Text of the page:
Thrive: Your Online Personal Financial Planner
Thrive: Free Online Personal Financial Planning
So you figure it’s time to proverbially grow up and get financially wise. But you don’t know where to start: you didn’t learn much in school or from your parents, the folks at the bank won’t give you the time of day, and you can’t afford a financial planner. What do you do?
Thrive is an online financial planning platform that may be the solution to your immediate needs. As a free service, you’ll receive personalized advice and sound recommendations free from biases. Thrive has been around for the last few years and after receiving accolades from the likes of the Wall Street Journal, and Fast Company, Thrive is paving the way to financially empowering anybody who wants it.
After catching up with a few team members at Thrive, I gained a new insight into the services they provide, as well as the fun approach that the entire Thrive team embraces when doing the dirty work of helping people with their finances.
“I started working on Thrive after a few years of my friends asking me for advice on what they should do with their credit card debt, 401ks, students loans, or how to budget better. After a couple of years of this, I realized that our generation is overlooked by banks and traditional companies and what we need is a Charles Schwab for people in their twenties and thirties,” says Avi Karnani, Co-Founder. “Now, three years later, we've been acquired by LendingTree while building on our promise to provide financial advice to anyone who needs it, over the web, for free.”
What exactly does Thrive do, you ask? Thrive helps you manage your money. By entering in your bank accounts, investments, and credit card details, Thrive will help you budget, keep your spending on track, and make sound investment decisions.
But banks around the world are not on-board the Thrive-train quite yet: “It is harder to get in contact with banks outside the US to get them into the system. But we've done our best, we have some of the top Canadian banks in there, and we work every day to get more banks,” says Matt Wallaert, Lead Scientist and social psychologist (a great skill to have when working with behavioral patterns around money).
So although Thrive can be used by anybody around the world, they are currently best set up to help US and Canadian residents.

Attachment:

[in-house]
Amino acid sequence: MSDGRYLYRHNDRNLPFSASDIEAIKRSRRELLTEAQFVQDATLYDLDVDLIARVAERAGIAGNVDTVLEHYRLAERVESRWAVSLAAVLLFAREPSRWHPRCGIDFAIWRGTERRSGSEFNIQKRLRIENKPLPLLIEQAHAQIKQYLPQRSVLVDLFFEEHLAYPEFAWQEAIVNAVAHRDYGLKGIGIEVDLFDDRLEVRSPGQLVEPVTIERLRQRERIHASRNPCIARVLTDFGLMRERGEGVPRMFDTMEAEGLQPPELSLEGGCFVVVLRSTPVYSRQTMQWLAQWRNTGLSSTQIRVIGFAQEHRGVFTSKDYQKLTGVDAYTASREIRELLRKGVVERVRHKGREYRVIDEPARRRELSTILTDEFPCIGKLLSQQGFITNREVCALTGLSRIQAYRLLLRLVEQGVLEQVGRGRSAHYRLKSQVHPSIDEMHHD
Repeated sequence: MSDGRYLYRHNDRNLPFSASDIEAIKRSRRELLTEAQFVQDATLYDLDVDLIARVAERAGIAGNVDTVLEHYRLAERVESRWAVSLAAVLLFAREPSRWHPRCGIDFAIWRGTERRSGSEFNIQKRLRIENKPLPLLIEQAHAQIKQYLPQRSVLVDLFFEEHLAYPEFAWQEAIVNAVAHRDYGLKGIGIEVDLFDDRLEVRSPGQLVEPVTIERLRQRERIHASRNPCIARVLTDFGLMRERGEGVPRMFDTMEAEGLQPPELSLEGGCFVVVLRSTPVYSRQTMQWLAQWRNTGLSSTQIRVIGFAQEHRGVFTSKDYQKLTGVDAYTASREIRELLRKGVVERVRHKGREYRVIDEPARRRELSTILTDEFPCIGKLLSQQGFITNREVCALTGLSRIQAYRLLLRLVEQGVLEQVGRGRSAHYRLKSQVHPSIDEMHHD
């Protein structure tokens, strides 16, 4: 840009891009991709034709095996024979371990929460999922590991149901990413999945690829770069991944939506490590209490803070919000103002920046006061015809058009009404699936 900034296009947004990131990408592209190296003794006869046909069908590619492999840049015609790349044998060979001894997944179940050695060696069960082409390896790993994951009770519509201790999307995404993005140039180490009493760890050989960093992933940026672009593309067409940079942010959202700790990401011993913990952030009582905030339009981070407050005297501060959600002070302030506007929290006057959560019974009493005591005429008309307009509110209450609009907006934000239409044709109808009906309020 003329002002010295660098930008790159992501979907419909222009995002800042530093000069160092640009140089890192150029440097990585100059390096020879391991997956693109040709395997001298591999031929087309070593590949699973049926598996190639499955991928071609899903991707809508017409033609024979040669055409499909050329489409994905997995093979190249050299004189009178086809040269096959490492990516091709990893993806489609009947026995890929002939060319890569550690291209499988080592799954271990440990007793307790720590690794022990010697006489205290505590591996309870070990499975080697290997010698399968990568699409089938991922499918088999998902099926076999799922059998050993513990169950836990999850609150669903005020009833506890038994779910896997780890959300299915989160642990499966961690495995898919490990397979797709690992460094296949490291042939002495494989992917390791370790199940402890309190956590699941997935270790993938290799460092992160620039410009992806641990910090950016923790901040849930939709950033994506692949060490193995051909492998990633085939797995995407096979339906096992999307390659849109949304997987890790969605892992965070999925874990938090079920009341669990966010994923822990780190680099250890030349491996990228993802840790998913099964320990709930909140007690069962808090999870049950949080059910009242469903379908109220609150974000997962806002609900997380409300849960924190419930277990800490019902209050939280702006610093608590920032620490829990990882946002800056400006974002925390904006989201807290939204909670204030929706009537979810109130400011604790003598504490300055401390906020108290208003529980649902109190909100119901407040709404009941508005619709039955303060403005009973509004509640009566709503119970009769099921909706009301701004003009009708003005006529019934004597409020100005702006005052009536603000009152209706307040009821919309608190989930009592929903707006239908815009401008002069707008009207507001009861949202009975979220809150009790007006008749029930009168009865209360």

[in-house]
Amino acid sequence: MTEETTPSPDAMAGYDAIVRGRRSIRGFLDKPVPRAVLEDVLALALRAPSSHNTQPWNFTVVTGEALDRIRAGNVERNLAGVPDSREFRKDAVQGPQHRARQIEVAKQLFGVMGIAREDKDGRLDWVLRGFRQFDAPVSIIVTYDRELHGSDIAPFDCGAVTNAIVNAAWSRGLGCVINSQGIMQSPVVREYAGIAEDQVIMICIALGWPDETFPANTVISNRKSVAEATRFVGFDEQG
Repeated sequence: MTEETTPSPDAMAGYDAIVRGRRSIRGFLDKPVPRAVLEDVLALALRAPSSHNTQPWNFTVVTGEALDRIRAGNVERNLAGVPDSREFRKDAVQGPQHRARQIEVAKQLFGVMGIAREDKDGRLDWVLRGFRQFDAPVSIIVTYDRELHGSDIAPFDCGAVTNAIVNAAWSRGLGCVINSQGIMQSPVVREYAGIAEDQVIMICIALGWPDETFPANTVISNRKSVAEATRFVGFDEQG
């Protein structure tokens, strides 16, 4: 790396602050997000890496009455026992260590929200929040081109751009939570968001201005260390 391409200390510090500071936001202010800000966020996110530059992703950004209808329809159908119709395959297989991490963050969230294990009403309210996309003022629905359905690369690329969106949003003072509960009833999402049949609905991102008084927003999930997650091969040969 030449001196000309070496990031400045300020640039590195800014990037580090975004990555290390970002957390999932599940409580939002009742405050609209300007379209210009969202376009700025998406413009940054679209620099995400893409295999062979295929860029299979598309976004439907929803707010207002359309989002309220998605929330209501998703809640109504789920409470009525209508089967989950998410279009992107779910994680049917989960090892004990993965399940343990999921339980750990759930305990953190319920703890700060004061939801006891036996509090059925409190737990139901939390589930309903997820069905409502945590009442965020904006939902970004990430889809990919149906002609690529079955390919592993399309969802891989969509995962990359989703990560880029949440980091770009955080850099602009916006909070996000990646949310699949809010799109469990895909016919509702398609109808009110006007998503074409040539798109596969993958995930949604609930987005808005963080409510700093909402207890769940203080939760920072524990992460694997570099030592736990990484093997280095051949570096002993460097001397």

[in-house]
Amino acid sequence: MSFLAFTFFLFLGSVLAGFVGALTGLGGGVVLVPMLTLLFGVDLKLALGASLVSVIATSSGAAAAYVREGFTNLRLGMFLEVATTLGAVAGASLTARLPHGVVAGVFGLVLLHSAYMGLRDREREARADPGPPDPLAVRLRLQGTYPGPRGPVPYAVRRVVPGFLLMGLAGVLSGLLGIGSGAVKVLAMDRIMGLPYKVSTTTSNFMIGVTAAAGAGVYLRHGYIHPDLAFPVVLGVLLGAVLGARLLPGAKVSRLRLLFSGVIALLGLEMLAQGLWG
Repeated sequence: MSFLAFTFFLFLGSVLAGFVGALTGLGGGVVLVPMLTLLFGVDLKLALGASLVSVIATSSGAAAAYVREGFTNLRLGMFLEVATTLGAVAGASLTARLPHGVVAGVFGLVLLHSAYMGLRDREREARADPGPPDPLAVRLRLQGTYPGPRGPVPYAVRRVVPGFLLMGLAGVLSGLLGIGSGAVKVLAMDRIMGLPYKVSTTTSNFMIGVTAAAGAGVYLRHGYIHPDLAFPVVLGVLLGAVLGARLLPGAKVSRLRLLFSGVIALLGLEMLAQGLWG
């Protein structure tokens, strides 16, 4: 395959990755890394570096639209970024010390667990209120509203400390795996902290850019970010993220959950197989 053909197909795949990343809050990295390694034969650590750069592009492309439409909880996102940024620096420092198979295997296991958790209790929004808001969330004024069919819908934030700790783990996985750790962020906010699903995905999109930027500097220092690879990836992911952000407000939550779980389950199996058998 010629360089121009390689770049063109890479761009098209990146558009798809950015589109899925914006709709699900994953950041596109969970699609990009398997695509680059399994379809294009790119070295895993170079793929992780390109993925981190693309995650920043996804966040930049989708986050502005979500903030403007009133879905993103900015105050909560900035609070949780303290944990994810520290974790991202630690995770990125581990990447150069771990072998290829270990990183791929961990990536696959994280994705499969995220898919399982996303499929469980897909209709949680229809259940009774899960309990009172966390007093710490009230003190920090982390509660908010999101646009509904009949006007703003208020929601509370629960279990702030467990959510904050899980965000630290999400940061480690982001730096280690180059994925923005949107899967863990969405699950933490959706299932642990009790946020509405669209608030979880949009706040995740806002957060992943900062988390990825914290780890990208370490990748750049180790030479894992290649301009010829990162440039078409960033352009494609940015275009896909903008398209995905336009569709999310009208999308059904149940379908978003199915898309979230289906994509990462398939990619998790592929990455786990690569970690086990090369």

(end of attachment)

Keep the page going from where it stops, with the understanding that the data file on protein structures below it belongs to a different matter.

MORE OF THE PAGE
Among these people, Thrive aims to be a viable solution to people in their twenties and thirties. However, Avi says “we're seeing an increase in users in their forties and fifties. When we ask them why they signed up for Thrive, they tell us that since the economy has battered their retirement savings, they need something to help them with budgeting and rebuilding better financial lives.”
This of course, begs the question: Who is Thrive’s ideal client, aside from age?
Avi: “If you're worrying about your third vacation home or how you'll afford that second luxury SUV, you're probably not the ideal Thrive client. We've built the our company to help average Americans make the right financial decisions, as opposed to wealthy folks that all the other companies compete for.”
Where I become confused (and skeptical) in the process is when it comes to making money. As a free service, how is Thrive financially sustainable?
Matt had something to say to me about it: “Basically, we get money from banks so that it is free for users. Among our myriad of free services, one of the things Thrive does for users is help them find the best bank accounts for them. And when people take that recommendation, and go and open that account, the bank will sometimes pay us a small "account generation" fee. It isn't much, but when you add it up, it is enough to keep our doors open and our service free.
“It is important to note, however, that we recommend the best bank account regardless of whether we make any money for doing it. The algorithm that determines the best account for you literally can't talk to the money making part of Thrive; they are completely separate programs. And we actually maintain this distinction at our company as well.”